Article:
Walmart announced this week a pilot test of grocery delivery service called “Spark.” While the service is available only in Nashville and New Orleans, Tom Ward, vice president of digital operations at Walmart, told the supplier community Thursday (Sept. 6) there are plans to add more metro areas in the coming months.
Ward was the featured speaker at the Greater Bentonville Chamber of Commerce WalStreet Speaker event held at Sam’s Club home office early Thursday. He said while Walmart is using third-party final-mile services like Deliv, Postmates and Doordash, the Spark test is using independent contractors who work on a fee basis.
Consumers in the markets where grocery pickup is available can have their order delivered as soon as the same day. The cost is $9.95, charged on top of the grocery order which must be at least $30. Walmart is offering customers free delivery on their first order of groceries ($50 minimum) when they use the promo code FRESHCAR when ordering.
He said Spark uses an in-house platform that gives drivers the ability to sign up for time slots that work for them. Ward said Walmart will continue to charge a flat delivery fee for grocery delivery because the retailer does not want to raise prices for customers choosing this option as other retailers do.
“We strive for every day low prices regardless of which format the customer shops. We think they appreciate the transparency of seeing the fee and also knowing they are getting the same prices as if they shopped in a store. We also see them ordering larger online baskets to get the most out of the flat fee,” Ward said during the event.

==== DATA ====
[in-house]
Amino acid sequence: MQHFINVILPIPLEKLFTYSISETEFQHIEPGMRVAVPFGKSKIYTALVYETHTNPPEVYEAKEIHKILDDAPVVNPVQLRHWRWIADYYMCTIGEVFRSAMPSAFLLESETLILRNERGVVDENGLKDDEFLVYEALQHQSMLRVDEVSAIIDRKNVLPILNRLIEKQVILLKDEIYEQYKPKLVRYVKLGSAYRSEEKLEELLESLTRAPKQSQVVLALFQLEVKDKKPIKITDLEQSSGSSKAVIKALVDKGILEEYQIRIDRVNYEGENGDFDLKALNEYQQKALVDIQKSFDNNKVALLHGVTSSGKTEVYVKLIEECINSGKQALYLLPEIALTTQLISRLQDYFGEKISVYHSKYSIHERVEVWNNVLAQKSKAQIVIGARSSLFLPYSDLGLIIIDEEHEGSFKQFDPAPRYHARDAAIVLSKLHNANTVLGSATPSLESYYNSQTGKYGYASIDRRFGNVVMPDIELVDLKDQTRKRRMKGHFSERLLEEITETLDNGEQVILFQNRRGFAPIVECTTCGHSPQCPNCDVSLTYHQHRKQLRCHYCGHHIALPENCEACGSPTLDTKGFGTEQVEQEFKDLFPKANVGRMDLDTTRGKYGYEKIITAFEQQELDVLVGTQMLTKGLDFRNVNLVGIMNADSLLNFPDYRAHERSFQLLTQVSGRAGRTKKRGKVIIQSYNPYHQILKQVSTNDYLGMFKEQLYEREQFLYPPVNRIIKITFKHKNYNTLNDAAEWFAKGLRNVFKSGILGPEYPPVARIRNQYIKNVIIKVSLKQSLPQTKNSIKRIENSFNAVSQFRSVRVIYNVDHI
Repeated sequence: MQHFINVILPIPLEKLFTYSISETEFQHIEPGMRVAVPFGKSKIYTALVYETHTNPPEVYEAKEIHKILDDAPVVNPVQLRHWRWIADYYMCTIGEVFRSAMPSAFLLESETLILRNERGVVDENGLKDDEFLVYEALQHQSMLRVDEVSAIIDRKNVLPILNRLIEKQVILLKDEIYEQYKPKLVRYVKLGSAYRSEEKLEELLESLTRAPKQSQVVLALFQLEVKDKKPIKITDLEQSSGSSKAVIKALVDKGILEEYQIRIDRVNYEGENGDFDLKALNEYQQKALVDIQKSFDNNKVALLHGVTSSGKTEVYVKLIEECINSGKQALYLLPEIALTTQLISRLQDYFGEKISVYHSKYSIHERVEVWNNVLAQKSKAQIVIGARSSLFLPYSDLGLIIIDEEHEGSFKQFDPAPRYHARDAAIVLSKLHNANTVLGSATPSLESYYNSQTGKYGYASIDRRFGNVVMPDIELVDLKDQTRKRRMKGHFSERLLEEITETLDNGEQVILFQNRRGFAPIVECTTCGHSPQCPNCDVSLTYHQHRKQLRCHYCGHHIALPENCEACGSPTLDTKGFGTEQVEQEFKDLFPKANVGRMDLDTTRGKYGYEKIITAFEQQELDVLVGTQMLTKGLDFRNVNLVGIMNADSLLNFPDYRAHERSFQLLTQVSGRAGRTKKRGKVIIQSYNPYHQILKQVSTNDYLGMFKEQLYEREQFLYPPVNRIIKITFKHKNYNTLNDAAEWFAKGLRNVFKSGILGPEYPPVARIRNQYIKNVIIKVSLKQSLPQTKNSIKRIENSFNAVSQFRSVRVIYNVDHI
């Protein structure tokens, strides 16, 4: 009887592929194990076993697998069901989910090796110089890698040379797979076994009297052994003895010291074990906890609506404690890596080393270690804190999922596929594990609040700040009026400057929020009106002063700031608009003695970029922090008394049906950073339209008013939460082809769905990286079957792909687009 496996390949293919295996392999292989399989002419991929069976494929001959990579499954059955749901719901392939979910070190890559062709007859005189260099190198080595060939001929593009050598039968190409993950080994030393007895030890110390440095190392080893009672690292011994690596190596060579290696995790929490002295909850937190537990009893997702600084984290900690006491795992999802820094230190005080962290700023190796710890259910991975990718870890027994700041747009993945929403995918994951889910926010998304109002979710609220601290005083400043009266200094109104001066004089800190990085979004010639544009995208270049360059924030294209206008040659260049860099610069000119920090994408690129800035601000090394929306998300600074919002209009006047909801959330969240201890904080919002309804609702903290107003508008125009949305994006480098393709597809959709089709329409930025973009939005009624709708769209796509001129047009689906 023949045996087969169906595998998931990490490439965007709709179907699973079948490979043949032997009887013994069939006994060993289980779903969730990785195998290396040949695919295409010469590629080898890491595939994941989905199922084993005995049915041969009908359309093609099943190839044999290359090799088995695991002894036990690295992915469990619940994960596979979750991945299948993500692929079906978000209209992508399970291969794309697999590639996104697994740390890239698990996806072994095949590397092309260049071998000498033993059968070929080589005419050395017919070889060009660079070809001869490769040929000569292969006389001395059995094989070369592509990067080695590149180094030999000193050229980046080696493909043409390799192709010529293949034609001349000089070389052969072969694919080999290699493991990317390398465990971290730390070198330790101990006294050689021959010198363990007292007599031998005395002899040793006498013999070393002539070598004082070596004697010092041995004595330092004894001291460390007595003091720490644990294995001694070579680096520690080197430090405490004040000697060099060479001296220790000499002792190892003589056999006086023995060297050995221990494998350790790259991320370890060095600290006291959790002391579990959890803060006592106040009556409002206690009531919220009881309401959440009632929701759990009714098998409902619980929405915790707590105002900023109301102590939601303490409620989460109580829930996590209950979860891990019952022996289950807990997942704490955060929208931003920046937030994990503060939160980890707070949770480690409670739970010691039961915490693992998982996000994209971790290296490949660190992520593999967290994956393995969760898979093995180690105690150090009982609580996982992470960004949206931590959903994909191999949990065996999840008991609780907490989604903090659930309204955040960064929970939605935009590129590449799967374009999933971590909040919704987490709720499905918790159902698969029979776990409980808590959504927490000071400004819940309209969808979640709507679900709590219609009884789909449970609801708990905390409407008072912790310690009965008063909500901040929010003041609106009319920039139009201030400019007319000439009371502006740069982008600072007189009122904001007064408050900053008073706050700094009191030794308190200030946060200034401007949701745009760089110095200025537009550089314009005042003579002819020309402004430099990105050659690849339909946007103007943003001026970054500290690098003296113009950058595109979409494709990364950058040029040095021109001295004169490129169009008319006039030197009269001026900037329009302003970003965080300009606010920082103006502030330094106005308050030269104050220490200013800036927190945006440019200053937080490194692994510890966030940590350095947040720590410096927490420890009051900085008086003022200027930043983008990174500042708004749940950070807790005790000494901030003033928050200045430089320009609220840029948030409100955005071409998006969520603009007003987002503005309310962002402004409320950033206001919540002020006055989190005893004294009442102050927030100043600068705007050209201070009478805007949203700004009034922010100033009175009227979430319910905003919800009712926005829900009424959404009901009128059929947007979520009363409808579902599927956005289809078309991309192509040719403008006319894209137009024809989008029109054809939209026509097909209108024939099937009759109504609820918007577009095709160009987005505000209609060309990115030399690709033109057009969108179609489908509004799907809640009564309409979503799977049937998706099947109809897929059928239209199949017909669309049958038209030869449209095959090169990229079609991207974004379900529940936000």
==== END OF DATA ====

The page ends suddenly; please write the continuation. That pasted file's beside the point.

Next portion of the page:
Ward also said the pilot is possible because of a partnership with Delivery Drivers Inc. (DDI) who is the administrator for the Spark delivery services, managing and recruiting drivers, conducting the screening and background checks as well as payroll and accounting.
“It is important to us at DDI that we help each independent driver run their transportation business correctly,” Aaron Hageman, CEO of Delivery Drivers Inc., said in a statement. “We are excited to partner with Walmart to allow them to focus on providing great products while we can build and support a professional driver network to focus on the delivery side of the business.”
Ward said Walmart is testing Spark because there are cities where its third-party final-mile delivery partners do not operate. He said Walmart is on its way to reaching 100 markets with grocery delivery this year which will cover roughly 40% of U.S. households.
Delivery is now available in about 50 markets, including Atlanta, Chicago, Dallas, Denver, Miami, Orlando/ Tampa, San Jose and Seattle. Ward said Walmart will continue to use with multiple third-party delivery providers as the retailer works toward its goal of 100 markets.
The service is not available in Arkansas and Ward gave no indication it would be in the near future. He said areas where there is already high brand affinity will likely not be slated for the delivery services unless demand dictates. But he did say the retailer plans in the next few years to put grocery pickup in nearly every store that has the space and parking available.